Discrimination: Teach First offers lesson in 'name blind' recruitment

Richard Vaughan

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Teach First is to share its experience of recruiting on a “name blind” basis with some of the country’s leading public and private sector organisations as they bid to tackle discrimination.

The charity will today attend a round-table discussion led by prime minister David Cameron to offer insights into name-blind recruitment, which it has used for six years.

Under its recruitment system Teach First removes the following:

  • Name, date of birth, address, gender, ethnicity, disability disclosure.
  • Peer group (student / finalist / recent graduate / career changer).
  • Primary or secondary school attended.
  • School type (fee-paying / non fee-paying).
  • University.

According to Teach First, since it introduced name-blind recruitment the diversity of staff has increased. Among this year’s cohort 15 per cent are black and minority ethnic graduates – double the proportion of the whole teaching workforce.

The organisations that will attend today's discussion and hear from Teach First, include multinational firms Deloitte, KPMG and HSBC as well as the likes of the NHS, BBC and the civil service. Jointly, they are responsible for employing 1.8 million people.

In his speech to the Conservative Party conference, the prime minister cited research showing that people with white-sounding names were nearly twice as likely to be called back for jobs than candidates with ethnic-sounding names.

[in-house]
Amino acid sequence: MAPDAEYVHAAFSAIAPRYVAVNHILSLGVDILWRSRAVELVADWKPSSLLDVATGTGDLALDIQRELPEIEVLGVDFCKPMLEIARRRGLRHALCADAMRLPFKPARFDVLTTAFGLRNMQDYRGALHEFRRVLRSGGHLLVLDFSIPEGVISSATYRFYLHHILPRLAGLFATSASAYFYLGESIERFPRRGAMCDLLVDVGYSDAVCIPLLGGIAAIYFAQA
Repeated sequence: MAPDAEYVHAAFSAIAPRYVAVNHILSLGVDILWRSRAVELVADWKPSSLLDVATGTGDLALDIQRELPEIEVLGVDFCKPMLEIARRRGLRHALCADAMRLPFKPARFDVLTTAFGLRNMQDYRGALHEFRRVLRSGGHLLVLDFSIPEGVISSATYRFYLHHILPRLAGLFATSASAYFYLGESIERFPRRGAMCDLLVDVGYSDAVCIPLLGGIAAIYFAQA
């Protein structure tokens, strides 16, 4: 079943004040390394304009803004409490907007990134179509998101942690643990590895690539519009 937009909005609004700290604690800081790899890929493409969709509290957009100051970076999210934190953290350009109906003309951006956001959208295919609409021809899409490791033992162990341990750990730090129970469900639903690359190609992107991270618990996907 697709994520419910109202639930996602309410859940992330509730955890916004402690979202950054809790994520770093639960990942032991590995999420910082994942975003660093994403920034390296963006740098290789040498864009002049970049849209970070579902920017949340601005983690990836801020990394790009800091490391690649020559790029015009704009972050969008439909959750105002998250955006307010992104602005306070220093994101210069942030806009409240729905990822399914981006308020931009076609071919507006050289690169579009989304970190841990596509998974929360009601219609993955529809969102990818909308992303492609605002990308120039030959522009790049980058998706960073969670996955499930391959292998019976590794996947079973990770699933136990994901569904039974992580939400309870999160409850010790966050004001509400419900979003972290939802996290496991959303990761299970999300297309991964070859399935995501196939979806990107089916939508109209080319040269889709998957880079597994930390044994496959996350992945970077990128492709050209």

“I want us to end discrimination and finish the fight for real equality in our country," Mr Cameron said today.

James Darley, Teach First’s executive director of graduate recruitment, said this was “a great day” for graduates.  

“We know our community of teachers needs to represent the communities they serve, so it is critical our processes are as fair as possible," he said. "At the same time we have made a concerted effort to ensure we are proactively recruiting from a bigger pool of potential leaders; together the impact has been profound.

“But we cannot be complacent. We are now researching a range of options to understand and recognise applicants who have faced significant educational barriers and still gone on to achieve success at degree level.”

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Richard Vaughan

Richard has been writing about politics, policy and technology in education for nearly five years after joining TES in 2008. He joined TES from the building press having been a reporter and then later news editor at the Architects’ Journal. Before then he studied at Cardiff University’s school of journalism. Richard can be found tweeting at @richardvaughan1

Find me on Twitter @RichardVaughan1

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